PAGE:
Our new digital skills report: Slipping Through The Net, was launched at a round table event held in the Houses of Parliament on 7th December.

Our independent research, supported by Samsung, and carried out by the London School of Economics and Political Science (LSE), reveals that the disadvantages young people face offline are preventing them from making the most of the online world. 

The round table discussion was Chaired by Jessica Cecil, Controller of BBC Make it Digital and attended by Rt Hon Matt Hancock MP. Other guests included leaders of the business, educational, charitable and academic worlds.

Key findings

The report finds that a staggering 50% of young people who are currently not in education, employment or training (NEETs) believe that no one or almost no one can be trusted online. 

While 53% of the UK’s disadvantaged young people believe that information found on the internet is “generally reliable”, 50% say that no one or almost no one could be trusted online.

The findings show that while NEET young people were positive towards the potential benefits of ICTs (Information Communication Technology), they often ran into frustrations from what they perceived as dehumanising experiences..

Low levels of ‘netiquette’

Disadvantaged young people are also being held back in the digital world by their lack of softer social skills. Around 40% of them struggled with “netiquette”, that is decisions about their own behaviour or dealing with the negative behaviour of others online. The report shows that this issue also affects young people who are in education, employment or training.

The report’s author, Dr. Ellen J Helsper, Associate Professor in Media and Communications at LSE, said:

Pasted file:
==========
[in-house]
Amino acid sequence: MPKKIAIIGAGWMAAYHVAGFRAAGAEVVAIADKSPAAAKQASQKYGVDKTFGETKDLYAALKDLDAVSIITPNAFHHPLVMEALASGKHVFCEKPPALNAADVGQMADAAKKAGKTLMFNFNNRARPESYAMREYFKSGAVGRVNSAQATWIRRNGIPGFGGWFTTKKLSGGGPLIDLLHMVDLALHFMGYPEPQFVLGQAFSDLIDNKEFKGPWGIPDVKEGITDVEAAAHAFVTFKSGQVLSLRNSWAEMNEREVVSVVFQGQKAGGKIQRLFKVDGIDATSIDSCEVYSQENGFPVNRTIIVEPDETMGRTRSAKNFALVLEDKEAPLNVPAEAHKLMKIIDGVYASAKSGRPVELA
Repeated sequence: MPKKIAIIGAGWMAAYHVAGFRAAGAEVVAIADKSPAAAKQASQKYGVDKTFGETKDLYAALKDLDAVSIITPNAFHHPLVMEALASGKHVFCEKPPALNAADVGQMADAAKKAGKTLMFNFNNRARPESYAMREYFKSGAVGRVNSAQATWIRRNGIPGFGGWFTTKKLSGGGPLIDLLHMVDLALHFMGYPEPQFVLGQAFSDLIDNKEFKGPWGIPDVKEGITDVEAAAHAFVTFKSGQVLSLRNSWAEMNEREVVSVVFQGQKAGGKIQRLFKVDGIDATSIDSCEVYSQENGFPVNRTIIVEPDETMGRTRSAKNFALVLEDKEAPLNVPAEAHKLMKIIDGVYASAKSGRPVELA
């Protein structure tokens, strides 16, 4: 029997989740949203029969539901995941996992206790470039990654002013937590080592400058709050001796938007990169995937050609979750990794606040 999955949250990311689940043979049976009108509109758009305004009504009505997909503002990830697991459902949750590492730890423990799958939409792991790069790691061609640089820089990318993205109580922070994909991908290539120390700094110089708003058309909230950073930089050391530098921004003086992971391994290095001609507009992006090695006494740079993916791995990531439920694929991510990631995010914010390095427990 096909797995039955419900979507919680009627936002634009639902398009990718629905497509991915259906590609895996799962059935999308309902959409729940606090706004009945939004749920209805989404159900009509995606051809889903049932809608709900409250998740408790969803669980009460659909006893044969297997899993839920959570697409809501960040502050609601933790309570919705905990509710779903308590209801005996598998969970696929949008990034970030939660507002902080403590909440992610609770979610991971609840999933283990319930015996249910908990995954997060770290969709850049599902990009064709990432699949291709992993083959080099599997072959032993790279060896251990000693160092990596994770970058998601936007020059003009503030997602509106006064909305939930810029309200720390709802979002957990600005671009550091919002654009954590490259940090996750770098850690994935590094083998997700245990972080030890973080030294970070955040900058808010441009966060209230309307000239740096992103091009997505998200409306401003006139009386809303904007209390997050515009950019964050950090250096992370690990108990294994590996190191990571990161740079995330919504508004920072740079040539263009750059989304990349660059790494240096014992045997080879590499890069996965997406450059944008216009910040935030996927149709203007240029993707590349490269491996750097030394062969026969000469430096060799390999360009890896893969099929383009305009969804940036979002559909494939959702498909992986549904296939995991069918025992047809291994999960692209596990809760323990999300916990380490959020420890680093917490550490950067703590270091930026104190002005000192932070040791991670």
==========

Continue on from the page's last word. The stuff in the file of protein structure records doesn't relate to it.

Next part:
Most of the time, the young people we interviewed in the focus group did not realise that softer skills could be learnt and used to advance in life. Only more technical skills such as those taught in school, were seen as requiring training. 
Dr. Ellen J Helsper, LSE

Only 17% of NEETs – arguably those who need it the most – had asked for help with using ICTs in the last three months. When they did ask, these young people relied on a narrower and less expert network of support often unable to teach them sustainable skills, instead of going to professionals such as help desks or teachers.  

The Minister of State for Digital and Culture Rt Hon Matt Hancock MP said:

"I welcome The Prince's Trust report and recognise the vital importance of everyone being able to access and develop digital skills.

​The Government has invested £36 million, through partners, since 2010​ to enable 1.5 million more people ​to increase their online expertise and introduced a new computing curriculum in schools.

Through the Digital Economy Bill, we will also ensure that digital skills training is free of charge to all adults in England without relevant qualifications."

He added:

The findings in this report emphasise the need for us to continue addressing the skills gap so we can achieve our ambition for everyone in the UK to have the skills they need to succeed.
Rt Hon Matt Hancock MP, The Minister of State for Digital and Culture

Martina Milburn CBE, Chief Executive of The Prince's Trust said:

We need to dispel the myth that all millennials know how to make the most of the digital world. Many disadvantaged young people, as this research shows, are not achieving positive outcomes online, in particular when it comes to education or employment.
Martina Milburn CBE, Chief Executive, The Prince's Trust

She added:

"The findings show that a lot of young people struggle with social interactions online. We should ensure that these softer social skills, including safeguarding, are included in training programmes."

The series of recommendations in the report also calls on employers to develop new digital services to avoid frustrating experiences, such as a lack of communication in particular with regards to online job applications.

Download the report (pdf, 3mb)

Find out more about how Samsung supports The Trust